Google share price hits new high as Apple tumbles

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Google has taken over from Apple as the tech darling, says analyst

Google is on a roll, making it the $800 gorilla in the room. Its shares hit an all-time closing high of $821.50 yesterday and securities analysts are already forecasting the search company could soon be a $1,000 stock.

It's a stark contrast to Apple, which has seen its share price tumble from $700 last autumn to $420 today.

Google's surge to new highs has come as its Android software dominates the mobile phone market and it continues to lead in mobile advertising. The gains have put Google firmly in third place among US companies in terms of market value after Apple and Exxon Mobil.

Google has been on a steep rise since late last year, hitting new highs multiple times, and is up 16.1% since the start of the year.

"It seems to be the big momentum stock right now," said Eric Kuby, chief investment officer at North Star Investment Management in Chicago, whose firm does not own Google. "There's a lot of money that likes the tech sector and I think Google has kind of taken over from Apple."

At least two brokerages - Sanford Bernstein and Credit Agricole Securities - believe the stock could hit $1000 a share before long and several others have a price target of more than $900.

Still, at least one insider, has decided it is time to bail out of a big slab of his stock. Google executive chairman Eric Schmidt recently filed to sell roughly 42% of his stake in the internet search company, citing "individual asset diversification and liquidity," according to US Securities and Exchange Commission filings.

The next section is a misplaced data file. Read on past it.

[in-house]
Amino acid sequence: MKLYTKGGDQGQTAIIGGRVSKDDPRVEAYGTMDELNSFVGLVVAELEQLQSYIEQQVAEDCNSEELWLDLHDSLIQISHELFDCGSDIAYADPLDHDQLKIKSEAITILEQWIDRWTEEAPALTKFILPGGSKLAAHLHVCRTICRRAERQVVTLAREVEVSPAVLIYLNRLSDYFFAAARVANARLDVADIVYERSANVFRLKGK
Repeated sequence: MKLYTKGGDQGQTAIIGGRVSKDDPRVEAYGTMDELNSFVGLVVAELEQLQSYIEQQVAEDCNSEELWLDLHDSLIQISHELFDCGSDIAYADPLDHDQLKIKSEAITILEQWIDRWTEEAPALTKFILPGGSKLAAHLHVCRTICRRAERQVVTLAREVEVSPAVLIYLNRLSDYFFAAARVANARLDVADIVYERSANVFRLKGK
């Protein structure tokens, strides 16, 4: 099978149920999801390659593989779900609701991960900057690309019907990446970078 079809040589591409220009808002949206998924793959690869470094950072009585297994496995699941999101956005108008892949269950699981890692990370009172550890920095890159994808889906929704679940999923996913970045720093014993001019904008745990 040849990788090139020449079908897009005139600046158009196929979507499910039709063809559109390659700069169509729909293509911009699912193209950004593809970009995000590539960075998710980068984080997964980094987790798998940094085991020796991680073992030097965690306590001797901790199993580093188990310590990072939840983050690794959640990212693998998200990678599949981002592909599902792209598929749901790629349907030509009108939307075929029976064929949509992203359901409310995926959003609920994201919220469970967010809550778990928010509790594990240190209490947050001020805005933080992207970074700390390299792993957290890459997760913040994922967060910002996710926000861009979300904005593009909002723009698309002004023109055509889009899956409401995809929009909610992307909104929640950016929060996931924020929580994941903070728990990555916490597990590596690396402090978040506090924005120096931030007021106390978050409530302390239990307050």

Schmidt owns roughly 7.6 million shares of Class A and Class B common stock. Google said in a filing in early February that Schmidt planned to sell the 3.2 million shares of Class A stock in a stock trading plan over a period of a year. At current value, that would be worth about $2.6 billion.

Moving mobile

Wall Street has grown more sanguine about Google's transition towards a more mobile-focused strategy.

It has attempted to extend its lead in internet search advertising onto a mobile platform, a shift forced by the increasing prevalence of smartphones and tablets, but that eats into margins. Over the past year, however, Google has managed to slow the average pace of ad-rate declines, while its Android platform continues to expand its lead over rivals such as Apple's iOS.

"Mobile search is doing well and mobile is the future," said Kerry Rice, an analyst at Needham & Co. "Few companies are as well positioned for the coming mobile-centric world we live in better than Google."

Meanwhile, the US Federal Trade Commission ended an investigation into the company in January without any significant action.

Google shares received wide attention after their August 2004 initial public offering. At an $85 offer price, it was the most talked-about IPO at that time. The stock opened at $100 on its first day of trading, hitting $200 in January 2005 and then $300 in June of that year. The stock is up 721% since its first started trading at $100.

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